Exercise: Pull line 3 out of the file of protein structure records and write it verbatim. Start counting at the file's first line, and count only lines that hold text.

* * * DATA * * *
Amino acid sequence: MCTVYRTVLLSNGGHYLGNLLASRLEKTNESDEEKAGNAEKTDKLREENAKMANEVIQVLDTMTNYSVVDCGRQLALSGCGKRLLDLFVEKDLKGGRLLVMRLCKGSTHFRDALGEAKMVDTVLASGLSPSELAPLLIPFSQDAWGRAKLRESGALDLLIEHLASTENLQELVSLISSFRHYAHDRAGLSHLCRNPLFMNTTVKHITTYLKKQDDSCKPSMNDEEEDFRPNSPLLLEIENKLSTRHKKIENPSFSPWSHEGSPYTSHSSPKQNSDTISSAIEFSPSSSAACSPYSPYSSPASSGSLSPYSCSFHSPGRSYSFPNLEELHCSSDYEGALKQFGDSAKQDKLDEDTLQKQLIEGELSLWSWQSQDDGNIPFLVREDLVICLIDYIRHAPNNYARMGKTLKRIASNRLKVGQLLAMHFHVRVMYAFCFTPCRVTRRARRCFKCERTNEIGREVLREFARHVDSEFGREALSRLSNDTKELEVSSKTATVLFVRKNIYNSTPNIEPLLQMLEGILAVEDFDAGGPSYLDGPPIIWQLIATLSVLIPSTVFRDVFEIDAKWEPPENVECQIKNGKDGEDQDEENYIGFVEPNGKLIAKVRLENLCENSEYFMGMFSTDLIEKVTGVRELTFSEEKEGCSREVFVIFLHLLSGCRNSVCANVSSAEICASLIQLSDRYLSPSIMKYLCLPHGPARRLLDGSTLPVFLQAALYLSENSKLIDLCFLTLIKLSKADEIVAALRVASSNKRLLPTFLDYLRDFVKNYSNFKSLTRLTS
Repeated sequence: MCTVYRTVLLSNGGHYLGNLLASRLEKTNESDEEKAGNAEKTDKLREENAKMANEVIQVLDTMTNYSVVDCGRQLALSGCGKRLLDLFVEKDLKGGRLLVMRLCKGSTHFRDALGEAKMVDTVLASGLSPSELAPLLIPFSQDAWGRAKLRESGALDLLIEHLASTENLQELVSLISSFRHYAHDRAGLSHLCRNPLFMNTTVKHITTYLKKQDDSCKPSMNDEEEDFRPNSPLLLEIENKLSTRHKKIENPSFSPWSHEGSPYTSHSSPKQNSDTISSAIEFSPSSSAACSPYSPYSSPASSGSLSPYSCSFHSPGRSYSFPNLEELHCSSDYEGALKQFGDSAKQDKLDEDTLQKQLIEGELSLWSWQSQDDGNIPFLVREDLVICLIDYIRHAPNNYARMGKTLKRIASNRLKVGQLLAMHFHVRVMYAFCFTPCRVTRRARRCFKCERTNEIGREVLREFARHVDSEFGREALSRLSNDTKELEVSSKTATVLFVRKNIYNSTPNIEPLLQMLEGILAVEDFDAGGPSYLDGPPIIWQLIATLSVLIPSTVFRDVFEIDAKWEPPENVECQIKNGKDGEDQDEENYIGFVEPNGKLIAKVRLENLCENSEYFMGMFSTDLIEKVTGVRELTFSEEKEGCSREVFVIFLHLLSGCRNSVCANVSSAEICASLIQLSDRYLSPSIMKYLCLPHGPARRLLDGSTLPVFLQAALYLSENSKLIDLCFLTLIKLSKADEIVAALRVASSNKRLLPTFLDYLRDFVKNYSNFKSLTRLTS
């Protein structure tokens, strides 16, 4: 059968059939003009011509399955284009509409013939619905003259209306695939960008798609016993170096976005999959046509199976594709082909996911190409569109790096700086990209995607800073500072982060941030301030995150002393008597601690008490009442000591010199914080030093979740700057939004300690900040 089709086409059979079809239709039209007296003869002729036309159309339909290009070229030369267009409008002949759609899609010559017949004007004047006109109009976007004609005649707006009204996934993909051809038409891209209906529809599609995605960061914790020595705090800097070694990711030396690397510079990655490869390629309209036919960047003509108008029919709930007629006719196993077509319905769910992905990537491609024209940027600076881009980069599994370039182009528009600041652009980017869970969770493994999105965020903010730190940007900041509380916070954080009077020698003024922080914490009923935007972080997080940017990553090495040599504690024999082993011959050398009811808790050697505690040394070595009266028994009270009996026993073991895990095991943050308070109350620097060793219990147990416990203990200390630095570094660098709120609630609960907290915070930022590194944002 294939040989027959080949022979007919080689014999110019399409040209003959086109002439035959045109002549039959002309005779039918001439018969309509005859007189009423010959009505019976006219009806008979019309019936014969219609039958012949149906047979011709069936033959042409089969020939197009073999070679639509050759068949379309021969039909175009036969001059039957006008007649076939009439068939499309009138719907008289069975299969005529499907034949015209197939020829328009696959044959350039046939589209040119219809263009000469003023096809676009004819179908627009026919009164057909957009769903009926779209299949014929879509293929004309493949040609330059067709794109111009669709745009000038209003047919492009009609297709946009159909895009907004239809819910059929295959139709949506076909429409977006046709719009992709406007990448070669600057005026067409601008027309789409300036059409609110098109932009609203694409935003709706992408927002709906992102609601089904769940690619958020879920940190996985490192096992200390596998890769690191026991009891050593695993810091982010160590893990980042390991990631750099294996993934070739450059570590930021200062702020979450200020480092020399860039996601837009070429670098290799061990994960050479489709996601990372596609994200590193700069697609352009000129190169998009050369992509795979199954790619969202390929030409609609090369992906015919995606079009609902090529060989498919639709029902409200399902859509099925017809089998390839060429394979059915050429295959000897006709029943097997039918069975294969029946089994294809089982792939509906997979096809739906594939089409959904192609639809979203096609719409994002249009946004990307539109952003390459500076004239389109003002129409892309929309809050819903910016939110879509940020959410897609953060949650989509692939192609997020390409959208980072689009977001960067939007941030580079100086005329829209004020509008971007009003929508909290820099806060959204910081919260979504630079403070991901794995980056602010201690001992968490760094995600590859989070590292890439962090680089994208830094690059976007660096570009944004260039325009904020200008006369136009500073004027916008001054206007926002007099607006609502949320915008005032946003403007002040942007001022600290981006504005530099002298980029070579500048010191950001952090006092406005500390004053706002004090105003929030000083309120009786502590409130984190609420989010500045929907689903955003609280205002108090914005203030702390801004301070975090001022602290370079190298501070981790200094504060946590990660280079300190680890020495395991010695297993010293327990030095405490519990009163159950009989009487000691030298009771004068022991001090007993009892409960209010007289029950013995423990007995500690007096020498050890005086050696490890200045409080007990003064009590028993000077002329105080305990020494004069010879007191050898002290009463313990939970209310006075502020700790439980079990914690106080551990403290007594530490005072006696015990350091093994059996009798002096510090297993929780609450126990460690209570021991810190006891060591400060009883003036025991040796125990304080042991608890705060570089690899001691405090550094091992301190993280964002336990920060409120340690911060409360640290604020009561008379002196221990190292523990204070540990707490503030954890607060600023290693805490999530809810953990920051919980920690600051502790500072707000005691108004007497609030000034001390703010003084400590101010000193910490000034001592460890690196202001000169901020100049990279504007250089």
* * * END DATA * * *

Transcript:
């Protein structure tokens, strides 16, 4: 059968059939003009011509399955284009509409013939619905003259209306695939960008798609016993170096976005999959046509199976594709082909996911190409569109790096700086990209995607800073500072982060941030301030995150002393008597601690008490009442000591010199914080030093979740700057939004300690900040 089709086409059979079809239709039209007296003869002729036309159309339909290009070229030369267009409008002949759609899609010559017949004007004047006109109009976007004609005649707006009204996934993909051809038409891209209906529809599609995605960061914790020595705090800097070694990711030396690397510079990655490869390629309209036919960047003509108008029919709930007629006719196993077509319905769910992905990537491609024209940027600076881009980069599994370039182009528009600041652009980017869970969770493994999105965020903010730190940007900041509380916070954080009077020698003024922080914490009923935007972080997080940017990553090495040599504690024999082993011959050398009811808790050697505690040394070595009266028994009270009996026993073991895990095991943050308070109350620097060793219990147990416990203990200390630095570094660098709120609630609960907290915070930022590194944002 294939040989027959080949022979007919080689014999110019399409040209003959086109002439035959045109002549039959002309005779039918001439018969309509005859007189009423010959009505019976006219009806008979019309019936014969219609039958012949149906047979011709069936033959042409089969020939197009073999070679639509050759068949379309021969039909175009036969001059039957006008007649076939009439068939499309009138719907008289069975299969005529499907034949015209197939020829328009696959044959350039046939589209040119219809263009000469003023096809676009004819179908627009026919009164057909957009769903009926779209299949014929879509293929004309493949040609330059067709794109111009669709745009000038209003047919492009009609297709946009159909895009907004239809819910059929295959139709949506076909429409977006046709719009992709406007990448070669600057005026067409601008027309789409300036059409609110098109932009609203694409935003709706992408927002709906992102609601089904769940690619958020879920940190996985490192096992200390596998890769690191026991009891050593695993810091982010160590893990980042390991990631750099294996993934070739450059570590930021200062702020979450200020480092020399860039996601837009070429670098290799061990994960050479489709996601990372596609994200590193700069697609352009000129190169998009050369992509795979199954790619969202390929030409609609090369992906015919995606079009609902090529060989498919639709029902409200399902859509099925017809089998390839060429394979059915050429295959000897006709029943097997039918069975294969029946089994294809089982792939509906997979096809739906594939089409959904192609639809979203096609719409994002249009946004990307539109952003390459500076004239389109003002129409892309929309809050819903910016939110879509940020959410897609953060949650989509692939192609997020390409959208980072689009977001960067939007941030580079100086005329829209004020509008971007009003929508909290820099806060959204910081919260979504630079403070991901794995980056602010201690001992968490760094995600590859989070590292890439962090680089994208830094690059976007660096570009944004260039325009904020200008006369136009500073004027916008001054206007926002007099607006609502949320915008005032946003403007002040942007001022600290981006504005530099002298980029070579500048010191950001952090006092406005500390004053706002004090105003929030000083309120009786502590409130984190609420989010500045929907689903955003609280205002108090914005203030702390801004301070975090001022602290370079190298501070981790200094504060946590990660280079300190680890020495395991010695297993010293327990030095405490519990009163159950009989009487000691030298009771004068022991001090007993009892409960209010007289029950013995423990007995500690007096020498050890005086050696490890200045409080007990003064009590028993000077002329105080305990020494004069010879007191050898002290009463313990939970209310006075502020700790439980079990914690106080551990403290007594530490005072006696015990350091093994059996009798002096510090297993929780609450126990460690209570021991810190006891060591400060009883003036025991040796125990304080042991608890705060570089690899001691405090550094091992301190993280964002336990920060409120340690911060409360640290604020009561008379002196221990190292523990204070540990707490503030954890607060600023290693805490999530809810953990920051919980920690600051502790500072707000005691108004007497609030000034001390703010003084400590101010000193910490000034001592460890690196202001000169901020100049990279504007250089």